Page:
In Shadow of new Tennessee Voter Registration Law, HeadCount sets Voter Registration Record at Bonnaroo

Article Contributed by HeadCount | Published on Sunday, June 16, 2019

HeadCount, the organization that partners with musicians to register voters, smashed it’s all-time record for the most voters registered at any festival in its 15 year history, passing the previous record (set at Bonnaroo in 2016) of 1,211. The record fell late Saturday evening, with another day left to register even more voters.

Since 2004, HeadCount has registered nearly 600,000 voters at over 5,000 concerts and music festivals.

“This is incredible. Essentially a year and a half away from the 2020 election, we are already seeing this level of excitement from young Americans about voting” says Andy Bernstein, HeadCount’s Executive Director. “2018 saw a more than 50% increase in youth voter turnout in Midterms, I can only imagine what this type of moment this will create for 2020.”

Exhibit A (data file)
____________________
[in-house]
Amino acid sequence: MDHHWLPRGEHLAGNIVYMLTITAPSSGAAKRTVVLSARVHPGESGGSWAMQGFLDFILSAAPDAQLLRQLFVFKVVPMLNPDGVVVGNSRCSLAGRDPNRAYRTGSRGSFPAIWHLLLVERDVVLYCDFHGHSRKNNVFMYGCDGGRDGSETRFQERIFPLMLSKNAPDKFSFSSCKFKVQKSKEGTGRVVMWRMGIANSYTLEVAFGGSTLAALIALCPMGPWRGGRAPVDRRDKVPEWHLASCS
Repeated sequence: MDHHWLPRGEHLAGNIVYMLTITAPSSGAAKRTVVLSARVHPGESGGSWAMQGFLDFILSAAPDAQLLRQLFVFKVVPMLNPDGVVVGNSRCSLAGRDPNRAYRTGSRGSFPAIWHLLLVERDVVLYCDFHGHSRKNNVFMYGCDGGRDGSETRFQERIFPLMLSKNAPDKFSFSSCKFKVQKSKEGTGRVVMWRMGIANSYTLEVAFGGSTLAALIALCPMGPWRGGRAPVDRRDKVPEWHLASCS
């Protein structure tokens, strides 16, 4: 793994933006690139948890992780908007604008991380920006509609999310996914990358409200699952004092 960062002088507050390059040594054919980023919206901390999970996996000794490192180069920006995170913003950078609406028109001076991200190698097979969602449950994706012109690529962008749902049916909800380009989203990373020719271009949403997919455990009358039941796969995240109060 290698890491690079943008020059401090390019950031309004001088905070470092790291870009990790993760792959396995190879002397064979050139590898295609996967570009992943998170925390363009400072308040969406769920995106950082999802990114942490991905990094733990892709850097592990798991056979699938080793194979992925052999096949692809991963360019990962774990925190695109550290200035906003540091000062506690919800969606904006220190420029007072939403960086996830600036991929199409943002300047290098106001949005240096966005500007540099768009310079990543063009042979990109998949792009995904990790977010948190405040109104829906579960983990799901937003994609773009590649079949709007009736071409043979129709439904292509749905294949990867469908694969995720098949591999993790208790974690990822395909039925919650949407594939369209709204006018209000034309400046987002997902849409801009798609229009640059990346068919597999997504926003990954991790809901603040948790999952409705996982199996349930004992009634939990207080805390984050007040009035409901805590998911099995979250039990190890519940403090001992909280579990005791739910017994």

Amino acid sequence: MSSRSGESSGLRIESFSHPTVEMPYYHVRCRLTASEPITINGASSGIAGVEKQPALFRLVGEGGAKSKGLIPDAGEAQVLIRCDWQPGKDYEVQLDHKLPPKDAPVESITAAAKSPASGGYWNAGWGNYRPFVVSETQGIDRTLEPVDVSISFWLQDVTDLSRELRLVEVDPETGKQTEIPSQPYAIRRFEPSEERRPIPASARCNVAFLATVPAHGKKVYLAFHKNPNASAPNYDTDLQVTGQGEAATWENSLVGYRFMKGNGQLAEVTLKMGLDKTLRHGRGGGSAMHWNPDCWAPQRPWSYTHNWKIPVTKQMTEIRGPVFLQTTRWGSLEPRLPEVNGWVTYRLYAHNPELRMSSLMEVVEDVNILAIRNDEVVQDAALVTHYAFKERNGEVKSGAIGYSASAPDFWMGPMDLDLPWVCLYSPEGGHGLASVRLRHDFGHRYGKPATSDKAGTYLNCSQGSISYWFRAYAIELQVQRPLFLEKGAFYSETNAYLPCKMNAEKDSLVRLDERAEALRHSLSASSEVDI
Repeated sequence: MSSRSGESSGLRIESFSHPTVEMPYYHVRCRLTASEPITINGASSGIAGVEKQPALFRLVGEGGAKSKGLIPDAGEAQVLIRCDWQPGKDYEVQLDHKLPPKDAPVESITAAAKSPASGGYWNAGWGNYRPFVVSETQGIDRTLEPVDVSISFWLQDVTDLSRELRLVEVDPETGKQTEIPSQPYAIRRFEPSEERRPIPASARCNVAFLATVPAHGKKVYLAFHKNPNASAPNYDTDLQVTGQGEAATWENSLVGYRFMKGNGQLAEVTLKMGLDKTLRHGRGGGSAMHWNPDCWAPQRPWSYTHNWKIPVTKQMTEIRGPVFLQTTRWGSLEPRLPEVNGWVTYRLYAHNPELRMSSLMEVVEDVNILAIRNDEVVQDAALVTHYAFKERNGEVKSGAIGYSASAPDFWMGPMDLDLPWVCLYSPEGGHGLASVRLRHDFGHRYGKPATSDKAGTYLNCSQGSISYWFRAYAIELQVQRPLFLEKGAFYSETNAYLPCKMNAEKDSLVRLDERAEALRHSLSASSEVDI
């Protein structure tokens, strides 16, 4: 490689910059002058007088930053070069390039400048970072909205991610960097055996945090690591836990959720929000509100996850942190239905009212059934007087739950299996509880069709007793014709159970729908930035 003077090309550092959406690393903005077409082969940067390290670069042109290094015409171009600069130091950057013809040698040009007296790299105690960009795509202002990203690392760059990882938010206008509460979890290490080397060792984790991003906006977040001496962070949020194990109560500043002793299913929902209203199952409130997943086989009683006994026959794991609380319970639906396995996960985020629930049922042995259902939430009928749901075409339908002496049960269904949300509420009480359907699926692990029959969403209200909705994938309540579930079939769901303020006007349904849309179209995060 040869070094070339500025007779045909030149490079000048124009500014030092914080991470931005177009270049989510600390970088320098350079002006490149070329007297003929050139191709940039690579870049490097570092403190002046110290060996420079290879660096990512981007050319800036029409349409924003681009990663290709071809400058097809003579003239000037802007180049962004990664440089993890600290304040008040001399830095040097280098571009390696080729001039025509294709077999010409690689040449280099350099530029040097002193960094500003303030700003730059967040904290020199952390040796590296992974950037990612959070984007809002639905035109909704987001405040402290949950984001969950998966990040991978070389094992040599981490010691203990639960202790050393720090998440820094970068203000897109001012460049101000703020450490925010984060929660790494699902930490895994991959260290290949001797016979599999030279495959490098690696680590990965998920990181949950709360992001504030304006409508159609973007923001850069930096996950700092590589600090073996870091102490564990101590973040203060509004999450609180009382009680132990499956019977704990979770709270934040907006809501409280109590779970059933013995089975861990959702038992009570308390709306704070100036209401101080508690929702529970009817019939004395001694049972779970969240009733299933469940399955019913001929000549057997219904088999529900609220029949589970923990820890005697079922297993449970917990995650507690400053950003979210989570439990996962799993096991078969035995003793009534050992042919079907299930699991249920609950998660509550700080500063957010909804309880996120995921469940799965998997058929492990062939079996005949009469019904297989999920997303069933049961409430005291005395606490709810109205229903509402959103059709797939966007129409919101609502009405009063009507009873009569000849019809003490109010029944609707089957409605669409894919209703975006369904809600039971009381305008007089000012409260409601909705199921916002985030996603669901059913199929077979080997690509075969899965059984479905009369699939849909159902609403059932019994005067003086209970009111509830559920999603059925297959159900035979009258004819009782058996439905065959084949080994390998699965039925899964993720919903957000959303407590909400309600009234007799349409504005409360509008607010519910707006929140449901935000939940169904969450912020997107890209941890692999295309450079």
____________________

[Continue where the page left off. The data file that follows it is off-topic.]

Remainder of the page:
This all is in the shadow of a new law in Tennessee which would call for criminal penalties against voter registration groups for missteps in the voter registration process.

HeadCount is joining a lawsuit led by the ACLU against this law, which the to the Lawyers’ Committee for Civil Rights Under Law says "violates the due process clause of the Fourteenth Amendment and have a chilling effect on the exercise of fundamental First Amendment rights.”

This law, which won’t go into effect until October, creates a criminal liability for any registration efforts that do not follow new legislative mandated procedures for voter registration drives. This could potentially harm organizations like HeadCount, which helped add voters to rolls across the country this weekend at Bonnaroo and dozens of other events, including Ariana Grande concerts, Pride marches and the Mountain Jam festival in Bethel, New York.

“It’s clear that Tennessee has a need for community voter registration drives like the one we hold every year at Bonnaroo,” said HeadCount’s Director of Engagement Tappan Vickery. “I just hope that we will continue to be able to provide these services in the future without risk of fines or prosecution.”

HeadCount has plans to register voters at thousands more concerts, festivals and cultural events before the 2020 election, with the goal of registering more than 200,000 voters by the next presidential election.